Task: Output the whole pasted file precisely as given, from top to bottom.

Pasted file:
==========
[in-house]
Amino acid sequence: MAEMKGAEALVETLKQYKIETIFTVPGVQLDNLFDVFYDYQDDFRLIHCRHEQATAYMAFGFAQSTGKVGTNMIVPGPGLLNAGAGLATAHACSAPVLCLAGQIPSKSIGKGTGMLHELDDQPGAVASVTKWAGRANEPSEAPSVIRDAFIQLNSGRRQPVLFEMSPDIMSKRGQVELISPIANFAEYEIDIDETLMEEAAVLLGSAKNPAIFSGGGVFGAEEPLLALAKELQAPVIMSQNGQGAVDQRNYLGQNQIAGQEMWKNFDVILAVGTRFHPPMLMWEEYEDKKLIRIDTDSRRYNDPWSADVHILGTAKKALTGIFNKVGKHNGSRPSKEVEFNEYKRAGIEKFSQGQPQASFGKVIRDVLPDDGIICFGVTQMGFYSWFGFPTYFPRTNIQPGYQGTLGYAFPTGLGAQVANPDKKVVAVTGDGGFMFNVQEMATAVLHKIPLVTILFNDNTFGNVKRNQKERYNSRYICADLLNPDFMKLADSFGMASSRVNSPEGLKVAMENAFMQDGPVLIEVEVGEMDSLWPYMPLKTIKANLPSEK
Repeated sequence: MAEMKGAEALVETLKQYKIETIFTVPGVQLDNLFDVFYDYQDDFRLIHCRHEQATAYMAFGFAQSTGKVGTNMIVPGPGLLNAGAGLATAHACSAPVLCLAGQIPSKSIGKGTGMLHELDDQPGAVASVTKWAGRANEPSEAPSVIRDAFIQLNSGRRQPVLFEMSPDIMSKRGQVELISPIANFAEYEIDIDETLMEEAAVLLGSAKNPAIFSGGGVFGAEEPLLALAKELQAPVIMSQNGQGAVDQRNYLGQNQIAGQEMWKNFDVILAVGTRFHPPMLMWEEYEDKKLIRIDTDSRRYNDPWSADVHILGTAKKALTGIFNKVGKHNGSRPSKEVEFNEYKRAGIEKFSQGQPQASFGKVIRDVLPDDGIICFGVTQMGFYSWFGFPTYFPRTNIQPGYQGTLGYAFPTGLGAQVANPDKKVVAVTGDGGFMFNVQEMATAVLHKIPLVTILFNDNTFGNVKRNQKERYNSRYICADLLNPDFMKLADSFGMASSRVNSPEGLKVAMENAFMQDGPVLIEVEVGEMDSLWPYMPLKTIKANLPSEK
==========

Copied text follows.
[in-house]
Amino acid sequence: MAEMKGAEALVETLKQYKIETIFTVPGVQLDNLFDVFYDYQDDFRLIHCRHEQATAYMAFGFAQSTGKVGTNMIVPGPGLLNAGAGLATAHACSAPVLCLAGQIPSKSIGKGTGMLHELDDQPGAVASVTKWAGRANEPSEAPSVIRDAFIQLNSGRRQPVLFEMSPDIMSKRGQVELISPIANFAEYEIDIDETLMEEAAVLLGSAKNPAIFSGGGVFGAEEPLLALAKELQAPVIMSQNGQGAVDQRNYLGQNQIAGQEMWKNFDVILAVGTRFHPPMLMWEEYEDKKLIRIDTDSRRYNDPWSADVHILGTAKKALTGIFNKVGKHNGSRPSKEVEFNEYKRAGIEKFSQGQPQASFGKVIRDVLPDDGIICFGVTQMGFYSWFGFPTYFPRTNIQPGYQGTLGYAFPTGLGAQVANPDKKVVAVTGDGGFMFNVQEMATAVLHKIPLVTILFNDNTFGNVKRNQKERYNSRYICADLLNPDFMKLADSFGMASSRVNSPEGLKVAMENAFMQDGPVLIEVEVGEMDSLWPYMPLKTIKANLPSEK
Repeated sequence: MAEMKGAEALVETLKQYKIETIFTVPGVQLDNLFDVFYDYQDDFRLIHCRHEQATAYMAFGFAQSTGKVGTNMIVPGPGLLNAGAGLATAHACSAPVLCLAGQIPSKSIGKGTGMLHELDDQPGAVASVTKWAGRANEPSEAPSVIRDAFIQLNSGRRQPVLFEMSPDIMSKRGQVELISPIANFAEYEIDIDETLMEEAAVLLGSAKNPAIFSGGGVFGAEEPLLALAKELQAPVIMSQNGQGAVDQRNYLGQNQIAGQEMWKNFDVILAVGTRFHPPMLMWEEYEDKKLIRIDTDSRRYNDPWSADVHILGTAKKALTGIFNKVGKHNGSRPSKEVEFNEYKRAGIEKFSQGQPQASFGKVIRDVLPDDGIICFGVTQMGFYSWFGFPTYFPRTNIQPGYQGTLGYAFPTGLGAQVANPDKKVVAVTGDGGFMFNVQEMATAVLHKIPLVTILFNDNTFGNVKRNQKERYNSRYICADLLNPDFMKLADSFGMASSRVNSPEGLKVAMENAFMQDGPVLIEVEVGEMDSLWPYMPLKTIKANLPSEK